App users, tap here to watch video.
RANDOLPH – A bridge on I-86 in the Town of Randolph was formally dedicated in honor of a Vietnam War Veteran on Saturday; named in memory of the man who helped build the very bridge.
The bridge, which sits above School House Road, is now named “Sergeant David Lockwood Memorial Bridge.”
Sen. George Borrello and Assemblyman Joseph Giglio, sponsors of the legislation enacting the designation, were joined at the Randolph American Legion by Sgt. Lockwood’s family, friends and members of the community to commemorate the contributions of the Silver Star recipient.
“As a 19-year-old college student from upstate New York, David Lockwood answered his nation’s call to serve in the Vietnam War, and accepted all the sacrifices, hardships and risks that entailed,” said Borrello. “A soft-spoken but exceptional leader, he advanced quickly to the rank of platoon sergeant and inspired great respect from his men.”
“He distinguished his company as one of America’s finest infantry units in Vietnam and was awarded several military honors, including three Silver Stars, the third-highest military combat decoration that can be awarded to a member of the United States military,” continued Borrello.
Sgt. Lockwood graduated from Randolph High School and was attending college and working as a carpenter’s assistant in 1966 when he was drafted into the U.S. Army to serve during the Vietnam War. He served with the 1st Platoon, Alpha Company in the 5th Battalion of the 9th Infantry Division.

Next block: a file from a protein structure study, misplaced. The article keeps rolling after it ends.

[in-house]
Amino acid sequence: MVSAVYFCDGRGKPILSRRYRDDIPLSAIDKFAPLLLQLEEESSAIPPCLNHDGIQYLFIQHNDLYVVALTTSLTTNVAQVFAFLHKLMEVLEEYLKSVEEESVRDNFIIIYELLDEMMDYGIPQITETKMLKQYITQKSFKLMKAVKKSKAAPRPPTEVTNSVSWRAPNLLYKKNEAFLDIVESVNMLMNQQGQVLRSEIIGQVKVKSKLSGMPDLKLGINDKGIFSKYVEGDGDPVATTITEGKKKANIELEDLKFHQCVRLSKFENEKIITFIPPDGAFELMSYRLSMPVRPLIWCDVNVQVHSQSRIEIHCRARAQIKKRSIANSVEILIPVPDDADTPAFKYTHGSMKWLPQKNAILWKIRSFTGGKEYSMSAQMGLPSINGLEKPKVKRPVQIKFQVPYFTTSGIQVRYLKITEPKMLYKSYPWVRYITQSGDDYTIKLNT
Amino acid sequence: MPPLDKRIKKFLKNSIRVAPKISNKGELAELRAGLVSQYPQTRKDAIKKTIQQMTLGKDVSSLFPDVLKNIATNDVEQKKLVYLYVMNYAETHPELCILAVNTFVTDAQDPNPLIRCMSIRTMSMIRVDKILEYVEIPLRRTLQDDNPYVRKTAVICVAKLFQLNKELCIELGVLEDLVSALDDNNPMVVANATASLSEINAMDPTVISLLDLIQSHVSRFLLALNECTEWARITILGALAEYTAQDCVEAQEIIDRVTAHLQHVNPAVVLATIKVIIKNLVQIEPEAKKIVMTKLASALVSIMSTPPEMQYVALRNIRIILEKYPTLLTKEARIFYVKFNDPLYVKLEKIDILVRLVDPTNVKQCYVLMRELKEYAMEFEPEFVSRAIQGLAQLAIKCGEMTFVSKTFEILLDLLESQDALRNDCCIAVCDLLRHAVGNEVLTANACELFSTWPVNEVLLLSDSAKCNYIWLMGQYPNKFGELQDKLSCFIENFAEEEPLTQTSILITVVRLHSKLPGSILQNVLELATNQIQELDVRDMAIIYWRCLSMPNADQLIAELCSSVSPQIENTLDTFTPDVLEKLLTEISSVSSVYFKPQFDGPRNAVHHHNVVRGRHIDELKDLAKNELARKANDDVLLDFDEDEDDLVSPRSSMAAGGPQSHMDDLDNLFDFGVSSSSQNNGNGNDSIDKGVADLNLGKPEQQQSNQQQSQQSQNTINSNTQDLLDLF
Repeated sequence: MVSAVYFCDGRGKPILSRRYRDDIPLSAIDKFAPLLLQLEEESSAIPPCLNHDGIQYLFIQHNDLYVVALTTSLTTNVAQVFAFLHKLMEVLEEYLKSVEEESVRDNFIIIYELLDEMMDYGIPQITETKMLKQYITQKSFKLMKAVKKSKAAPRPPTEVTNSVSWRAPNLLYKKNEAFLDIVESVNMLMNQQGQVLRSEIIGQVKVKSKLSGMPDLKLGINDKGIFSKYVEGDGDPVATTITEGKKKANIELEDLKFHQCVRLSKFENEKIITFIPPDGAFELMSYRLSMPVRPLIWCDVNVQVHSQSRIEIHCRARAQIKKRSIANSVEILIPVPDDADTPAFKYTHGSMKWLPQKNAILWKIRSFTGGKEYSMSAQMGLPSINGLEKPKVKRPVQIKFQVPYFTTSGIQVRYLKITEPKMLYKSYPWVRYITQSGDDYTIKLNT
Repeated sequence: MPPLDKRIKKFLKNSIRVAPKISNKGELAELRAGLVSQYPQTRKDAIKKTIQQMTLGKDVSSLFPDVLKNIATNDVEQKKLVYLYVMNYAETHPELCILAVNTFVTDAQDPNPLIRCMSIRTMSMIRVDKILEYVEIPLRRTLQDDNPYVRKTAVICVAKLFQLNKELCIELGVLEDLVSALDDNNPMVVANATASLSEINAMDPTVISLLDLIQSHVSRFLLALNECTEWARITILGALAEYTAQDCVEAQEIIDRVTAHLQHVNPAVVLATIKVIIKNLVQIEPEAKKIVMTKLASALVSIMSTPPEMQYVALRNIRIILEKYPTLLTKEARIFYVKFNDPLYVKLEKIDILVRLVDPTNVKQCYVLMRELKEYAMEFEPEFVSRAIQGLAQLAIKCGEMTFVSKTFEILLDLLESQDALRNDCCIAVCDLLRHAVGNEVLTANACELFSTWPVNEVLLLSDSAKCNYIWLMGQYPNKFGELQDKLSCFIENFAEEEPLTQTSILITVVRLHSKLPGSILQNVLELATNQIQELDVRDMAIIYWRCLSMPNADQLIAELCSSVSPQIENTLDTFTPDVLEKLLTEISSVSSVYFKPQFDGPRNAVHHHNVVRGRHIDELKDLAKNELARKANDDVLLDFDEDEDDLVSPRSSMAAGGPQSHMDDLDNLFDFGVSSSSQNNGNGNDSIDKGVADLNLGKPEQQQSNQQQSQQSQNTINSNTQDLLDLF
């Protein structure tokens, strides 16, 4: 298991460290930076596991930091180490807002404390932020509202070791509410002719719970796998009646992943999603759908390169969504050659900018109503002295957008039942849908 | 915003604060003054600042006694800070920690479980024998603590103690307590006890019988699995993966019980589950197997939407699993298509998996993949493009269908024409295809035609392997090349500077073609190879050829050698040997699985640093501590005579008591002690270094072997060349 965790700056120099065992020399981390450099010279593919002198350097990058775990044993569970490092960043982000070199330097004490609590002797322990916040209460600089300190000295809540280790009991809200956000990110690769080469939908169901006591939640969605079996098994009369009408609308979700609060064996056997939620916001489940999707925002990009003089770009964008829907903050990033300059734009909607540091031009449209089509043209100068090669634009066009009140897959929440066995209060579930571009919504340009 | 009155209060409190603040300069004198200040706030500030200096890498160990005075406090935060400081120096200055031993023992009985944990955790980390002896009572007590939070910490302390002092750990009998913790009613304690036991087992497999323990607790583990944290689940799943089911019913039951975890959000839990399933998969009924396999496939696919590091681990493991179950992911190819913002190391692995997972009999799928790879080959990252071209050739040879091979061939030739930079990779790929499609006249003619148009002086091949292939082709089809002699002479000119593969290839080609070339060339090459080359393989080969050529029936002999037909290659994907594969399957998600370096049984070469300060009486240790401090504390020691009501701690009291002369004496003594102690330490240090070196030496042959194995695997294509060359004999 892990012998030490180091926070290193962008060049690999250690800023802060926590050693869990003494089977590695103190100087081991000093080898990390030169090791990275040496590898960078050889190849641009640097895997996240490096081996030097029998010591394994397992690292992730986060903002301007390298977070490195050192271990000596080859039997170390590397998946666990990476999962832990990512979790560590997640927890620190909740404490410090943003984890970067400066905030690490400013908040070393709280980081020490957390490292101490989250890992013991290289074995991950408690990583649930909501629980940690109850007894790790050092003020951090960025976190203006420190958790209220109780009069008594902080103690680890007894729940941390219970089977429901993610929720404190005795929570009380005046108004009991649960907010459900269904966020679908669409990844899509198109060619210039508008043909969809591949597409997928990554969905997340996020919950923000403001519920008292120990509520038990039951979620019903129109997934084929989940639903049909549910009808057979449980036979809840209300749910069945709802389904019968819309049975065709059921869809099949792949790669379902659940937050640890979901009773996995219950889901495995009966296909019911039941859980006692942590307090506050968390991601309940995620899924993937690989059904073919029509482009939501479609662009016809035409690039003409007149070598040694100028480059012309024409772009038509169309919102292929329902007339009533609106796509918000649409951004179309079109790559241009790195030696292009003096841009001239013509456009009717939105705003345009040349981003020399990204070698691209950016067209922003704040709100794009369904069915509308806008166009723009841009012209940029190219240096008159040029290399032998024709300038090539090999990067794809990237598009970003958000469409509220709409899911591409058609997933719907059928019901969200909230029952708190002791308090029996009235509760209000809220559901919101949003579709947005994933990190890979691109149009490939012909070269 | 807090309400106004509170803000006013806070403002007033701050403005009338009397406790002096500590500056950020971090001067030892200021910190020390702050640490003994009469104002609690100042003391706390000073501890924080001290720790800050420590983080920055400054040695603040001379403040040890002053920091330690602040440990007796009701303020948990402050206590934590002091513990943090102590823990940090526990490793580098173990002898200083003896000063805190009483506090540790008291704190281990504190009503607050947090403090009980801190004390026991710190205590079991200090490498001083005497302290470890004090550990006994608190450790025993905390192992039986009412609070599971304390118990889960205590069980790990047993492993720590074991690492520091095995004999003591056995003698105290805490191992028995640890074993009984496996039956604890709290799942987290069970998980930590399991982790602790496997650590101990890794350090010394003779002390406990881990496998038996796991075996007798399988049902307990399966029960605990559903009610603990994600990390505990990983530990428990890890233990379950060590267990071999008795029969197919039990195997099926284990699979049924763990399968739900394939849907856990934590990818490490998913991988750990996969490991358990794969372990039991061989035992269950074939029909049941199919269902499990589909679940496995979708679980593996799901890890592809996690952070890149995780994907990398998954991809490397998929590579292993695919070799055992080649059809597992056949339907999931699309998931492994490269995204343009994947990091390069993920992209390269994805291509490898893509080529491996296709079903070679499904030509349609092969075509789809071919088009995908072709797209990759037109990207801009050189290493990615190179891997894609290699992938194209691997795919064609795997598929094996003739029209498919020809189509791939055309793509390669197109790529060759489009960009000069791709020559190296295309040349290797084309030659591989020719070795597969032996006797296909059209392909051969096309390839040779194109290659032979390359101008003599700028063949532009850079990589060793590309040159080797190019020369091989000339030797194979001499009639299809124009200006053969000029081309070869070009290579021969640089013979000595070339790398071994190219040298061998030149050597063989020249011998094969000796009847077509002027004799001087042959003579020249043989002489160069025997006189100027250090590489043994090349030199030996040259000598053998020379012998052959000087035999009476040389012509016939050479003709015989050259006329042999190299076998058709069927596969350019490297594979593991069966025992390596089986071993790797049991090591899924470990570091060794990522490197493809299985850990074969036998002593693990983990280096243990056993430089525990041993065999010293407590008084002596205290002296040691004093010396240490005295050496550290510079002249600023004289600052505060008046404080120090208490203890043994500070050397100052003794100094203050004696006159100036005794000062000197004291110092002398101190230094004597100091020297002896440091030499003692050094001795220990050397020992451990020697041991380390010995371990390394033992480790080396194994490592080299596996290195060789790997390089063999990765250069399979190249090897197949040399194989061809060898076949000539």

“Sgt. Lockwood’s valor on the battlefield was exceptional. He earned prestigious Bronze and Silver Stars for instances where his courageous actions saved the lives of his platoon members,” Borrello explained. “However, when the war was over, he and his fellow Vietnam veterans didn’t receive the heroes welcome they deserved. Anti-war protests fueled hostility towards our troops, adding to the trauma endured by these patriots.”
Following his service, Sgt. Lockwood graduated from the Rochester Institute of Technology and worked as a mechanical engineer. He and his wife Patricia moved to the Town of Pavilion in Genesee County in 1974 and raised two daughters. He passed away in 2018.
Assemblyman Giglio reflected on the Sgt. Lockwood’s lifetime of contributions.
“The dedication of the Sergeant David Lockwood Memorial Bridge is the culmination of a lifetime of service by Sgt. Lockwood, from his heroic actions in Vietnam to his many contributions here at home as a family man, engineer, and valued community member,” Assemblyman Giglio said. “It was an honor to sponsor legislation to ensure that Sgt. Lockwood will be remembered in the town that he loved. We are forever grateful for people like Sgt. Lockwood, who committed their lives to making the world a better place through service to their families, their communities, and their country.”
Although Sgt. Lockwood rarely spoke of his time in Vietnam, in his later years he began attending biennial reunions with those with whom he served. One of those men, Barney Tharp, expressed his thoughts on his friend.
“David and I grew extremely close while in Vietnam and depended upon each other for survival on the battlefields. That’s a bond that can never be broken by decades, distance, or even death,” Tharp said. “I am so happy that he is being eternally honored with this bridge dedication. It is a well-deserved remembrance of a true American hero.”
Leave a Reply